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Review: 6FOOT3 Reunion gig

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At The Duke, Whitstable, 27 March 2014

Jake: We're putting the band back together
Mr Fabulous: Forget it, no way
Elwood: We're on a mission from God

Now whether, like The Blues BrothersSteve Bolton received his inspiration 
from a divine source or not I can't say, but there may have been some
dazzling light when he thought "What a hoot to reform for a one-off
weekend of gigs about the trio that he'd been an integral part of twenty
years ago.

The guitar slinger's vision became a reality at 6FOOT3's opening gig at The
Duke, with others to be held in London.

This event was like listening to a conversation in music that was continuing 
from the moment two decades previously when life with it's other plans had
interrupted it, and the band's pleasure in this enterprise was infectious, as
they launched into their first number, I Spy (Middle Eye).

With Steve Bolton on guitar  and  singing his self written songs, Jim
Kimberley from the well respected band, Bruise, drums  and  vocal, and his 
brother Bob Kimberley on bass, this was a different form of music from that
which many of us had known and loved from Steve before, however a good
crowd of Whitstable musos were rewarded for having trudged through a
cold  and wet  night by an abundance of Steve's unleashed and improvised
liquid soloing. 

Meanwhile the thunderous rhythm section of the Kimberley brothers not
only played their instruments but also reverberated through the
floorboards, the furniture, and the audience's internal organs ... sitting 
close to this band was a mighty physical experience, as the 'dub' frequency  and intricately patterned rumblings from Bob Kimberley's bass combined 
with Jim Kimberley's tour de force drumming to revelatory effect. 

Upon seeing the tall (yes, really 6 foot 3 !) distinctive musicians on the
street all those years ago "a little old lady" had asked "Are you from outer
space ?"... perhaps so, as they appeared this time around to be bringing
Strange newsfrom another star, lyrically and musically warping time, as they
produced those special dynamics of sound that only a trio in such sympatico
mode as this can evoke. 

This was music that defied categorization, although it was interesting to
 try ... 'Rockadub Acid 'n'Funk'? ... 'Raga delic Cascading Wave music' ...
no, can't do it, but no matter because something indefinable on a thursday 
night is very welcome.

Steve's songs constitute nearly the entirety of their set, and their lyrics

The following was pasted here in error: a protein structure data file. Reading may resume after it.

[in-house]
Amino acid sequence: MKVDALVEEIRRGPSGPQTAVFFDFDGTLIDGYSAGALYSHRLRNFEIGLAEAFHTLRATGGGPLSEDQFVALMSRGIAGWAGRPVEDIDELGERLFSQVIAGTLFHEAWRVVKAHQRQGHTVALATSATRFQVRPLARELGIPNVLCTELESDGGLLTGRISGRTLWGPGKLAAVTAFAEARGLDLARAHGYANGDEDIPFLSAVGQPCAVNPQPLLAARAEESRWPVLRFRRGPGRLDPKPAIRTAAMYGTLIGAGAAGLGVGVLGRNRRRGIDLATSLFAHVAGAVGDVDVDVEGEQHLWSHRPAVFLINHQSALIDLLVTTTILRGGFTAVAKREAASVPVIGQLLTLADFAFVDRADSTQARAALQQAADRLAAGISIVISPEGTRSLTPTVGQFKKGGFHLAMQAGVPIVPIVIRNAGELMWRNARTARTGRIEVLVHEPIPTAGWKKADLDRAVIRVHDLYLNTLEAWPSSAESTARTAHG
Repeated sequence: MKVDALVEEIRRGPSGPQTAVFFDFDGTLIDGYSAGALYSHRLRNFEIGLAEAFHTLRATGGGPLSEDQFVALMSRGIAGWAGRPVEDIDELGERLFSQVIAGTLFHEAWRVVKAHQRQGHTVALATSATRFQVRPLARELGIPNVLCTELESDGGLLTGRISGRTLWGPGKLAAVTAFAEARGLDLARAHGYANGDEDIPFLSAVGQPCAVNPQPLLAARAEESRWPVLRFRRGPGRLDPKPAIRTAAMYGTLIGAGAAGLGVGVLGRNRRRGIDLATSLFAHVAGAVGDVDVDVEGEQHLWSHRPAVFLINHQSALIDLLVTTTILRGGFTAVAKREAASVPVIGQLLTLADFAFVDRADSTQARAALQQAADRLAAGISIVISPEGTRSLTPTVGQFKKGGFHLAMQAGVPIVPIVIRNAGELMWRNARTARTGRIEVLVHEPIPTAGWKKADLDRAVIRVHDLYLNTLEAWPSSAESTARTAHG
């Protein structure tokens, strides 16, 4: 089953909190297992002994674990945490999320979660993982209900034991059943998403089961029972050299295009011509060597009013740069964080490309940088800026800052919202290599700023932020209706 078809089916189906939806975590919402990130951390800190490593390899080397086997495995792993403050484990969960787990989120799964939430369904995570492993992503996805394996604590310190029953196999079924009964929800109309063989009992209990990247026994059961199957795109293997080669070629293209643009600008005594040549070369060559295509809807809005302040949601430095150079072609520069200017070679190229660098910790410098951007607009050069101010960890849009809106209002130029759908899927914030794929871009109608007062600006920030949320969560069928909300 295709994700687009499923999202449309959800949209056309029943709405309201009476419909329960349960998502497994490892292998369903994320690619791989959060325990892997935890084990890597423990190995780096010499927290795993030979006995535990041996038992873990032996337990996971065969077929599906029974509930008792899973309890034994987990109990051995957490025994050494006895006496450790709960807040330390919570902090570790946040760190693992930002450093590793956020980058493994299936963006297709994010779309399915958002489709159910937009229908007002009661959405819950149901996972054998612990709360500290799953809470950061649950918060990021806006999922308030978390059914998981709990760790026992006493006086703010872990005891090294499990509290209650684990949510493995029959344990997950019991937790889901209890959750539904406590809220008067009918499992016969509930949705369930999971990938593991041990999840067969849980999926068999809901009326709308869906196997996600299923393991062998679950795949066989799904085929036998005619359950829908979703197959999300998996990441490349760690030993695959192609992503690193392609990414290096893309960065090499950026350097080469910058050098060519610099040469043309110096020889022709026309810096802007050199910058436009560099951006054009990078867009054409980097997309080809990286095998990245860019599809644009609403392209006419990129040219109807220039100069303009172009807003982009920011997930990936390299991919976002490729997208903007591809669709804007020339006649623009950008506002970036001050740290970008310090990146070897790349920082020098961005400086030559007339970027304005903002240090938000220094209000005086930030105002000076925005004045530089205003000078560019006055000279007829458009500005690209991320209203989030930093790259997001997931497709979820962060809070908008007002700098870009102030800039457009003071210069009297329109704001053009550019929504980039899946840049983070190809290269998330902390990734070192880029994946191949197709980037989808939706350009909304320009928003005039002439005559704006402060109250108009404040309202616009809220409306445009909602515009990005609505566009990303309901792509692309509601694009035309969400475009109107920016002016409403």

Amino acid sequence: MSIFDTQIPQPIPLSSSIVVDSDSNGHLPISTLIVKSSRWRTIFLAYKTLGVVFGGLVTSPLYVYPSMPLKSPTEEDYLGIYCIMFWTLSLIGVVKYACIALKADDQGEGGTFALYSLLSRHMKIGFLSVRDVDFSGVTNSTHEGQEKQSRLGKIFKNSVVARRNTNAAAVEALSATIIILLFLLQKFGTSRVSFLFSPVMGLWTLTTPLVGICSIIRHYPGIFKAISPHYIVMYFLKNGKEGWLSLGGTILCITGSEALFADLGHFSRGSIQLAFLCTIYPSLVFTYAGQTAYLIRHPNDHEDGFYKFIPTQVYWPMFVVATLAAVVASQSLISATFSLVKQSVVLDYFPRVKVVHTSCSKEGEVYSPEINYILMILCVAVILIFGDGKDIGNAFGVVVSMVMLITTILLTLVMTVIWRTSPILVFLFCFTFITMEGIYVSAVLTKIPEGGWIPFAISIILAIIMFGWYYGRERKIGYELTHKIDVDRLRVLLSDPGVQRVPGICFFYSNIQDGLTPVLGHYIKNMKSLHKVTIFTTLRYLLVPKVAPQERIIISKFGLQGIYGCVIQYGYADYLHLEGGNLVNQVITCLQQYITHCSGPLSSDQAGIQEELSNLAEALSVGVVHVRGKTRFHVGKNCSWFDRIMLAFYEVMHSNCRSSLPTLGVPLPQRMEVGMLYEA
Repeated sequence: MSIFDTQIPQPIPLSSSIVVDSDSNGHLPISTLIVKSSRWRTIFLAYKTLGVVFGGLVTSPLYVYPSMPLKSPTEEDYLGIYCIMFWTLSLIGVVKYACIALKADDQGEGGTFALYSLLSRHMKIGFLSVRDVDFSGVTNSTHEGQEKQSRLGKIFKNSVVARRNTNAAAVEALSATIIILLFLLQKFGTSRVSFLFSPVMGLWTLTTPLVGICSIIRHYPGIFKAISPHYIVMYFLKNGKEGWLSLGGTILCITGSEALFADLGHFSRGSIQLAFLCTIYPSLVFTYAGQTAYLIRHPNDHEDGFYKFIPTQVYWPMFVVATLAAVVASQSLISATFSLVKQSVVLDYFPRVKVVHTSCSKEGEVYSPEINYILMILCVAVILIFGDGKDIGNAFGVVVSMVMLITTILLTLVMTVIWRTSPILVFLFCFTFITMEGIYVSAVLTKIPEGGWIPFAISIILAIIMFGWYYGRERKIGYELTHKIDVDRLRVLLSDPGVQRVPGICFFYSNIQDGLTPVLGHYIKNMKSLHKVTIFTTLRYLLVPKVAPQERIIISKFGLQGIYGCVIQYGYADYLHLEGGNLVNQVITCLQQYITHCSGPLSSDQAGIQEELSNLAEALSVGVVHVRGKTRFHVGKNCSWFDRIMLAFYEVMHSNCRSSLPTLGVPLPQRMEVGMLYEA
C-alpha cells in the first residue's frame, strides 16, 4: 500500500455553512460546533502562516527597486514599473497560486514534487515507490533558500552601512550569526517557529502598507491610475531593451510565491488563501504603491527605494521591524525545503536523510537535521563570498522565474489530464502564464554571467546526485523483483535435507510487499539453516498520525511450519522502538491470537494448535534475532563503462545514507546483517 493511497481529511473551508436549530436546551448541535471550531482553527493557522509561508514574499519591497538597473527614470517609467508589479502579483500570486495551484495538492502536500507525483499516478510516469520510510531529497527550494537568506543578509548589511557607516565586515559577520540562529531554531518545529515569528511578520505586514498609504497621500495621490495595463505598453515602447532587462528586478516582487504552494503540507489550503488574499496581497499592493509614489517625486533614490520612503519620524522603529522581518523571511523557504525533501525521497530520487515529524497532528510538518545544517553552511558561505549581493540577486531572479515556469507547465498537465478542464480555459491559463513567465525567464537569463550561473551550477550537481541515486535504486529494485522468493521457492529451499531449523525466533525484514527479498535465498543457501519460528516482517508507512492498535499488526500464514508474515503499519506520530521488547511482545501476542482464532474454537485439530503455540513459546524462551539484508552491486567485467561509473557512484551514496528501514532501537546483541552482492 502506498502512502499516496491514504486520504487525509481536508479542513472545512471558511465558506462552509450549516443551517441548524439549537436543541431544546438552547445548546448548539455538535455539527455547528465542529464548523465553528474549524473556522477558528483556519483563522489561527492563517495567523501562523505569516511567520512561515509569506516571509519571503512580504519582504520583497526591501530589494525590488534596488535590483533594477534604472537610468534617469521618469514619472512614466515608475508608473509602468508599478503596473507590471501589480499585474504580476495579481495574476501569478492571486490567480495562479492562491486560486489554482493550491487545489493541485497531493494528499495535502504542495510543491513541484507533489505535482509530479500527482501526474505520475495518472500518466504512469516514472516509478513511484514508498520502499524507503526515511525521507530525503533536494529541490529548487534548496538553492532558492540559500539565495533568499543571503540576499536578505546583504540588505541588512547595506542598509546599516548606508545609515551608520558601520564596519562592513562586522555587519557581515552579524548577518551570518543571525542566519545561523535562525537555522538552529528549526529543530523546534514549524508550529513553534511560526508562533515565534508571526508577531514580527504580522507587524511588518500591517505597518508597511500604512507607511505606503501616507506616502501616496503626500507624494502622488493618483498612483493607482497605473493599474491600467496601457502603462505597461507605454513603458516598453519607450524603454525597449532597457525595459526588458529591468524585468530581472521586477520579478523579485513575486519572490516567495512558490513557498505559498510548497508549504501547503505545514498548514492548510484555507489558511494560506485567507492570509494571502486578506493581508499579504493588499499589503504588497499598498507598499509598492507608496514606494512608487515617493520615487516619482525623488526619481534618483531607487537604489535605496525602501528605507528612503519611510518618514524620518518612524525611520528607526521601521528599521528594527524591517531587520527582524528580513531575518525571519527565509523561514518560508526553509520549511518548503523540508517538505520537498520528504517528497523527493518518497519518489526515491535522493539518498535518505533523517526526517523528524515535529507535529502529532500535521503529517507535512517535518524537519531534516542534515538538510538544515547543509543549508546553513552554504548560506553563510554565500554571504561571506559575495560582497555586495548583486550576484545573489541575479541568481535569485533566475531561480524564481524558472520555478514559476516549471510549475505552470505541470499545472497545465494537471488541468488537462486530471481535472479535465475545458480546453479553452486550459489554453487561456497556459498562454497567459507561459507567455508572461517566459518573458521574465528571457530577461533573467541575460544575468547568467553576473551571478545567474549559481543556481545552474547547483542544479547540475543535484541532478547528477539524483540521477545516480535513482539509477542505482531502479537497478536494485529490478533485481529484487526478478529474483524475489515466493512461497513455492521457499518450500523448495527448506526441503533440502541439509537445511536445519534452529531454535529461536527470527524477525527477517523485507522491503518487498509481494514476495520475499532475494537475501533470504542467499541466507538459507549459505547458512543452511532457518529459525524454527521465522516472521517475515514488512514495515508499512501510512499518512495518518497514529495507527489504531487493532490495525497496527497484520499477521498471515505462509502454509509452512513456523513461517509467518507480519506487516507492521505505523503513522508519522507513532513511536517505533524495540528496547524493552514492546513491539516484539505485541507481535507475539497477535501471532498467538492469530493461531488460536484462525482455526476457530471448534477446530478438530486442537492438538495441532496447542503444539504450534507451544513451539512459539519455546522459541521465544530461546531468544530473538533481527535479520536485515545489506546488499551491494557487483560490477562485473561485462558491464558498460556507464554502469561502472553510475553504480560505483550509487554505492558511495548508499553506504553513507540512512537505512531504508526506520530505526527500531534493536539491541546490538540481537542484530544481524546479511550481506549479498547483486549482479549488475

inhabit a place of 'otherness' describing Astral journeys where "Vibrations
knock me out" (The Weatherman), and being "kissed by souls unknown"
(Souls  Unknown) and many other esoteric nuggets all contribute to an 
inner travelogue ... it'll be intriguing to hear more episodes from  his 
dream  trajectory.

There were echoes of George Harrison's 'Blue Jay Way' that I think George 
would have approved of on Supernatural State with it's plaintive refrain 
"Please be kind"; other intimations of The Beatles at their most psychedelic
ran like cross currents beneath the swift flow of these hard rocking and yet
introspective songs. The affecting Souls Unknown was followed by an 
outstanding version of Dr John's I Walk On Gilded Splinters complete with 
the 'voodoo vibe' that stunning song with its descriptions of potent magic requires ...

Steve found a deeper register and intonation for his vocal which was 
entirely appropriate, palpably rendering it's mysterious ceremony of 
darkness ... as he'd said earlier, "You have to live it" Another terrific original
song was Does She Know She's There from a set that only contained two 
albeit great 'covers', and by this time immense waves of sound ... vigorous, rocking  and  rhythmic, challenging and cerebral, were rolling,
the ship was in full sail, so it was only sensible to tie ourselves to the 
mast, secure in the knowledge that the hands on the tiller (or more 
specifically the Stratocaster) would steer the ship as it rode the peaks
safely back to shore. 

Shaken and stirred we were then suddenly in flight, soaring Over The Moon
which was 6foot3's penultimate number before their powerhouse
interpretation of Scott Walker's Jackie, and it was fitting indeed that a song
written by a fellow maverick of music should provide the night's finale.

That the substantial audience consisted of mainly local enthusiasts was
testimony that authentic Whitstable music lovers remain keen to show up
for music which is more demanding than the bland and predictable, which
is beginning to be increasingly dished out in some quarters. 

It was also a timely reminder that we are more than lucky to have Steve
Bolton in our midst ... a great showman, (or should that be shaman?) and
a consummate musician who is willing to take chances with diverse music
ventures in order to deliver this degree of commitment and intensity ...
today sounds from another time were reprised to powerful effect, as my music guru Derek said ... "Fantastic! ... a real gig!"...   tomorrow, well who
knows? but expect the unexpected, and when it happens we'll all be there.

Submitted by Nigel


6FOOT3 live at the Duke, Deptford Creek

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Last Modified: 17 March 2017